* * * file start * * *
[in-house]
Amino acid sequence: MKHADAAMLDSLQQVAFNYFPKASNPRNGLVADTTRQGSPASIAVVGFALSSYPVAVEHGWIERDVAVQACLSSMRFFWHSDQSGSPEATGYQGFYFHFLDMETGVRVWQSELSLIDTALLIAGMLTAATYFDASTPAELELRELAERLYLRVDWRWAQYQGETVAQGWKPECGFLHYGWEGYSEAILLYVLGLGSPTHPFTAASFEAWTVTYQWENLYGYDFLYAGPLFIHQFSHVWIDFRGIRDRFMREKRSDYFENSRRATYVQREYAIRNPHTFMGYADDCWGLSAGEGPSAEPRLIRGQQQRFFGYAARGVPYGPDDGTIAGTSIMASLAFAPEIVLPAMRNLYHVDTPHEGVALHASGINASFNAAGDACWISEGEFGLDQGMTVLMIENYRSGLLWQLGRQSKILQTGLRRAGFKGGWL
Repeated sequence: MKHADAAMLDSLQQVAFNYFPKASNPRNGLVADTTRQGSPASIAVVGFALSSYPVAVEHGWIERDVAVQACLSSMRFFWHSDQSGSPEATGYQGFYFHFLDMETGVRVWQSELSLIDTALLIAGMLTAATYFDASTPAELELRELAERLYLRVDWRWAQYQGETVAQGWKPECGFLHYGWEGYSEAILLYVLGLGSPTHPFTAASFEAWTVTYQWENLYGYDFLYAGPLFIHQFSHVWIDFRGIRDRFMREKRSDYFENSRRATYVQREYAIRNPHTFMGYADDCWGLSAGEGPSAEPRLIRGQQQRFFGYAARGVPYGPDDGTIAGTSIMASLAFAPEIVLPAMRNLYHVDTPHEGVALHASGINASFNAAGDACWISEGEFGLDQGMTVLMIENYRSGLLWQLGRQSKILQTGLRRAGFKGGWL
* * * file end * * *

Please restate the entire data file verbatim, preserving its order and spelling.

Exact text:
[in-house]
Amino acid sequence: MKHADAAMLDSLQQVAFNYFPKASNPRNGLVADTTRQGSPASIAVVGFALSSYPVAVEHGWIERDVAVQACLSSMRFFWHSDQSGSPEATGYQGFYFHFLDMETGVRVWQSELSLIDTALLIAGMLTAATYFDASTPAELELRELAERLYLRVDWRWAQYQGETVAQGWKPECGFLHYGWEGYSEAILLYVLGLGSPTHPFTAASFEAWTVTYQWENLYGYDFLYAGPLFIHQFSHVWIDFRGIRDRFMREKRSDYFENSRRATYVQREYAIRNPHTFMGYADDCWGLSAGEGPSAEPRLIRGQQQRFFGYAARGVPYGPDDGTIAGTSIMASLAFAPEIVLPAMRNLYHVDTPHEGVALHASGINASFNAAGDACWISEGEFGLDQGMTVLMIENYRSGLLWQLGRQSKILQTGLRRAGFKGGWL
Repeated sequence: MKHADAAMLDSLQQVAFNYFPKASNPRNGLVADTTRQGSPASIAVVGFALSSYPVAVEHGWIERDVAVQACLSSMRFFWHSDQSGSPEATGYQGFYFHFLDMETGVRVWQSELSLIDTALLIAGMLTAATYFDASTPAELELRELAERLYLRVDWRWAQYQGETVAQGWKPECGFLHYGWEGYSEAILLYVLGLGSPTHPFTAASFEAWTVTYQWENLYGYDFLYAGPLFIHQFSHVWIDFRGIRDRFMREKRSDYFENSRRATYVQREYAIRNPHTFMGYADDCWGLSAGEGPSAEPRLIRGQQQRFFGYAARGVPYGPDDGTIAGTSIMASLAFAPEIVLPAMRNLYHVDTPHEGVALHASGINASFNAAGDACWISEGEFGLDQGMTVLMIENYRSGLLWQLGRQSKILQTGLRRAGFKGGWL